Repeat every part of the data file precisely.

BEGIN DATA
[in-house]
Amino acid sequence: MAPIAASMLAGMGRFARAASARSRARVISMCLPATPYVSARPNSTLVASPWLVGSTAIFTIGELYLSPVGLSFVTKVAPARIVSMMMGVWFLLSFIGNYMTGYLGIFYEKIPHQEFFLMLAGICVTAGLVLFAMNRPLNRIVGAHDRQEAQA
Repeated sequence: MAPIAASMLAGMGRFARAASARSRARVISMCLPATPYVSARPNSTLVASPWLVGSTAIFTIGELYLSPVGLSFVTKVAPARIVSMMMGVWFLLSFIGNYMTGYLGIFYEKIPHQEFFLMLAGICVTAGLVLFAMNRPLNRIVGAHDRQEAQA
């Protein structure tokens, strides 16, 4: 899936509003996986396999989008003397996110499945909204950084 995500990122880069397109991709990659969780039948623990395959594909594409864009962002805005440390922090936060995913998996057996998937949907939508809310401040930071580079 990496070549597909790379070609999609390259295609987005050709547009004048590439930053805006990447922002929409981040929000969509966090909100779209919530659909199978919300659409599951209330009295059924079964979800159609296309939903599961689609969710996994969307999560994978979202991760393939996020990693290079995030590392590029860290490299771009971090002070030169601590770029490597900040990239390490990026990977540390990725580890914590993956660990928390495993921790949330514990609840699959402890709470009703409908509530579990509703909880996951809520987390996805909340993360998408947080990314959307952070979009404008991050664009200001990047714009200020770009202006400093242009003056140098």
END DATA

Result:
[in-house]
Amino acid sequence: MAPIAASMLAGMGRFARAASARSRARVISMCLPATPYVSARPNSTLVASPWLVGSTAIFTIGELYLSPVGLSFVTKVAPARIVSMMMGVWFLLSFIGNYMTGYLGIFYEKIPHQEFFLMLAGICVTAGLVLFAMNRPLNRIVGAHDRQEAQA
Repeated sequence: MAPIAASMLAGMGRFARAASARSRARVISMCLPATPYVSARPNSTLVASPWLVGSTAIFTIGELYLSPVGLSFVTKVAPARIVSMMMGVWFLLSFIGNYMTGYLGIFYEKIPHQEFFLMLAGICVTAGLVLFAMNRPLNRIVGAHDRQEAQA
């Protein structure tokens, strides 16, 4: 899936509003996986396999989008003397996110499945909204950084 995500990122880069397109991709990659969780039948623990395959594909594409864009962002805005440390922090936060995913998996057996998937949907939508809310401040930071580079 990496070549597909790379070609999609390259295609987005050709547009004048590439930053805006990447922002929409981040929000969509966090909100779209919530659909199978919300659409599951209330009295059924079964979800159609296309939903599961689609969710996994969307999560994978979202991760393939996020990693290079995030590392590029860290490299771009971090002070030169601590770029490597900040990239390490990026990977540390990725580890914590993956660990928390495993921790949330514990609840699959402890709470009703409908509530579990509703909880996951809520987390996805909340993360998408947080990314959307952070979009404008991050664009200001990047714009200020770009202006400093242009003056140098």